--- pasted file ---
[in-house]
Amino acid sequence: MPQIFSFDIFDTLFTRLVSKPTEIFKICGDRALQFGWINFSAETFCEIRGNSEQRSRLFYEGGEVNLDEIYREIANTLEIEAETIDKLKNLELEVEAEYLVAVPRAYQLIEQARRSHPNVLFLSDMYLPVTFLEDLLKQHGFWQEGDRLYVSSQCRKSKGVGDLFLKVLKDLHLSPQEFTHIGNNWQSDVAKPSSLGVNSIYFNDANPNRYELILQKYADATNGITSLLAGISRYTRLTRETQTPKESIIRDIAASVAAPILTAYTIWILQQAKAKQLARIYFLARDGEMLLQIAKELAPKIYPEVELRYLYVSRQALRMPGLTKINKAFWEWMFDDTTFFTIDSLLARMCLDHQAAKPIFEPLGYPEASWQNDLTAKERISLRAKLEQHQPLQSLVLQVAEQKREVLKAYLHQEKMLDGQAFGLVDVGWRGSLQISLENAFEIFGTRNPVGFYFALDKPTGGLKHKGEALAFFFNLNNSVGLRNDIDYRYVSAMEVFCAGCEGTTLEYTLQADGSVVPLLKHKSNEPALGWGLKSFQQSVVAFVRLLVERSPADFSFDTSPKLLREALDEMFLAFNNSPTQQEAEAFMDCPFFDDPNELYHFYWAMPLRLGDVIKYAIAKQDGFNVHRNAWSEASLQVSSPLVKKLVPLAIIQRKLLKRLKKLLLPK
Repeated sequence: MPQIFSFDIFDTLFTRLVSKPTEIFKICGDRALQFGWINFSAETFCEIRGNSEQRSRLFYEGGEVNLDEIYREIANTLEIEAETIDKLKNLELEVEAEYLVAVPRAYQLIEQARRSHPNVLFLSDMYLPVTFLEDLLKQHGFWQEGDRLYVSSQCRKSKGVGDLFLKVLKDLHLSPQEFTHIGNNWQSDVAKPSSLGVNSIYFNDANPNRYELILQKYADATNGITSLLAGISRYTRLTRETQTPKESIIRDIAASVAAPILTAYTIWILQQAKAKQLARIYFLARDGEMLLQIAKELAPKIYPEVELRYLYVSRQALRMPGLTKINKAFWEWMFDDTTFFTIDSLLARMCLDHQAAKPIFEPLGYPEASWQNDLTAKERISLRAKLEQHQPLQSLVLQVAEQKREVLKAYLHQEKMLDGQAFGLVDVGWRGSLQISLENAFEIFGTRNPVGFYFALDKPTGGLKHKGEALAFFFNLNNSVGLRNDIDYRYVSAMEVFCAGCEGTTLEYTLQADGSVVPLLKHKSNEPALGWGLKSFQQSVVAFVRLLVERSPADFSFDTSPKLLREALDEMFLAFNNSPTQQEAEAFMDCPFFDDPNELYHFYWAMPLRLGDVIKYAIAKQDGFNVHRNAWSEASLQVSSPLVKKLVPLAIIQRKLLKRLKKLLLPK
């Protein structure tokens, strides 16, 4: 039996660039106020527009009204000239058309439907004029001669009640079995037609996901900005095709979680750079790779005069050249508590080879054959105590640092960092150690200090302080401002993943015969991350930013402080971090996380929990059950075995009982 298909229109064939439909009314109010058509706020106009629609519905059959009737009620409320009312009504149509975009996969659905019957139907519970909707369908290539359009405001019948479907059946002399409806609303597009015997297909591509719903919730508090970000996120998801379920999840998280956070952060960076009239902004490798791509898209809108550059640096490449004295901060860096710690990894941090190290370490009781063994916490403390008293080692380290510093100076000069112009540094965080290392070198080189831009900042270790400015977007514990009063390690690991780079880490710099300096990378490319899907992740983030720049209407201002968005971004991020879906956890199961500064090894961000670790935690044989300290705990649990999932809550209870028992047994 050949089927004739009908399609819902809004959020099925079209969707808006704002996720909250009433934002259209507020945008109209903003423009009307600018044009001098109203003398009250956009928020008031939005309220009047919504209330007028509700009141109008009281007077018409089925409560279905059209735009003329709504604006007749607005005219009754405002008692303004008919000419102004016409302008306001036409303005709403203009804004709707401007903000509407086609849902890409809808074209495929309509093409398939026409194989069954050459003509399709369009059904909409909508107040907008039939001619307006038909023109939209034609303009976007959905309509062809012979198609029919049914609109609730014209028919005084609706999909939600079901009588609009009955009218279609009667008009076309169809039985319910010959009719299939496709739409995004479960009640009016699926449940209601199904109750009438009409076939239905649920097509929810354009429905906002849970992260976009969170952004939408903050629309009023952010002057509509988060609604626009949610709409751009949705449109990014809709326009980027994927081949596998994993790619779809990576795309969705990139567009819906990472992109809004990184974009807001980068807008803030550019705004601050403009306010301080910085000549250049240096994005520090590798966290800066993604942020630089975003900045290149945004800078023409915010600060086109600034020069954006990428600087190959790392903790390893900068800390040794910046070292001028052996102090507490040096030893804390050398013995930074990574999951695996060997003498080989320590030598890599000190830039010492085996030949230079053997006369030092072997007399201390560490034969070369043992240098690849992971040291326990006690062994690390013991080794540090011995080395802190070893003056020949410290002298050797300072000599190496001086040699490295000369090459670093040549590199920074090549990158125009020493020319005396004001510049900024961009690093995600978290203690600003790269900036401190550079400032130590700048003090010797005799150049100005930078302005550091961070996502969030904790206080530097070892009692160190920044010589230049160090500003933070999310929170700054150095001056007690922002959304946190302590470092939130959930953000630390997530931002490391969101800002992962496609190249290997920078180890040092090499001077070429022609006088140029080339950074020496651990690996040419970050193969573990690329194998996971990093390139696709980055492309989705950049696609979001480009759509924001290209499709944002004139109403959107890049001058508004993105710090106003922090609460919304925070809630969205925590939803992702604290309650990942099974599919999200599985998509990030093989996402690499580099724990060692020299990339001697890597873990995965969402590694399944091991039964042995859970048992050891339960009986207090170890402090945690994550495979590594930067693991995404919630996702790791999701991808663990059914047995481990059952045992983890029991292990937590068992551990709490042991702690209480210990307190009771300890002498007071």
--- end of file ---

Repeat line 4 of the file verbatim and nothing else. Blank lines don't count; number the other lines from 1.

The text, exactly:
């Protein structure tokens, strides 16, 4: 039996660039106020527009009204000239058309439907004029001669009640079995037609996901900005095709979680750079790779005069050249508590080879054959105590640092960092150690200090302080401002993943015969991350930013402080971090996380929990059950075995009982 298909229109064939439909009314109010058509706020106009629609519905059959009737009620409320009312009504149509975009996969659905019957139907519970909707369908290539359009405001019948479907059946002399409806609303597009015997297909591509719903919730508090970000996120998801379920999840998280956070952060960076009239902004490798791509898209809108550059640096490449004295901060860096710690990894941090190290370490009781063994916490403390008293080692380290510093100076000069112009540094965080290392070198080189831009900042270790400015977007514990009063390690690991780079880490710099300096990378490319899907992740983030720049209407201002968005971004991020879906956890199961500064090894961000670790935690044989300290705990649990999932809550209870028992047994 050949089927004739009908399609819902809004959020099925079209969707808006704002996720909250009433934002259209507020945008109209903003423009009307600018044009001098109203003398009250956009928020008031939005309220009047919504209330007028509700009141109008009281007077018409089925409560279905059209735009003329709504604006007749607005005219009754405002008692303004008919000419102004016409302008306001036409303005709403203009804004709707401007903000509407086609849902890409809808074209495929309509093409398939026409194989069954050459003509399709369009059904909409909508107040907008039939001619307006038909023109939209034609303009976007959905309509062809012979198609029919049914609109609730014209028919005084609706999909939600079901009588609009009955009218279609009667008009076309169809039985319910010959009719299939496709739409995004479960009640009016699926449940209601199904109750009438009409076939239905649920097509929810354009429905906002849970992260976009969170952004939408903050629309009023952010002057509509988060609604626009949610709409751009949705449109990014809709326009980027994927081949596998994993790619779809990576795309969705990139567009819906990472992109809004990184974009807001980068807008803030550019705004601050403009306010301080910085000549250049240096994005520090590798966290800066993604942020630089975003900045290149945004800078023409915010600060086109600034020069954006990428600087190959790392903790390893900068800390040794910046070292001028052996102090507490040096030893804390050398013995930074990574999951695996060997003498080989320590030598890599000190830039010492085996030949230079053997006369030092072997007399201390560490034969070369043992240098690849992971040291326990006690062994690390013991080794540090011995080395802190070893003056020949410290002298050797300072000599190496001086040699490295000369090459670093040549590199920074090549990158125009020493020319005396004001510049900024961009690093995600978290203690600003790269900036401190550079400032130590700048003090010797005799150049100005930078302005550091961070996502969030904790206080530097070892009692160190920044010589230049160090500003933070999310929170700054150095001056007690922002959304946190302590470092939130959930953000630390997530931002490391969101800002992962496609190249290997920078180890040092090499001077070429022609006088140029080339950074020496651990690996040419970050193969573990690329194998996971990093390139696709980055492309989705950049696609979001480009759509924001290209499709944002004139109403959107890049001058508004993105710090106003922090609460919304925070809630969205925590939803992702604290309650990942099974599919999200599985998509990030093989996402690499580099724990060692020299990339001697890597873990995965969402590694399944091991039964042995859970048992050891339960009986207090170890402090945690994550495979590594930067693991995404919630996702790791999701991808663990059914047995481990059952045992983890029991292990937590068992551990709490042991702690209480210990307190009771300890002498007071």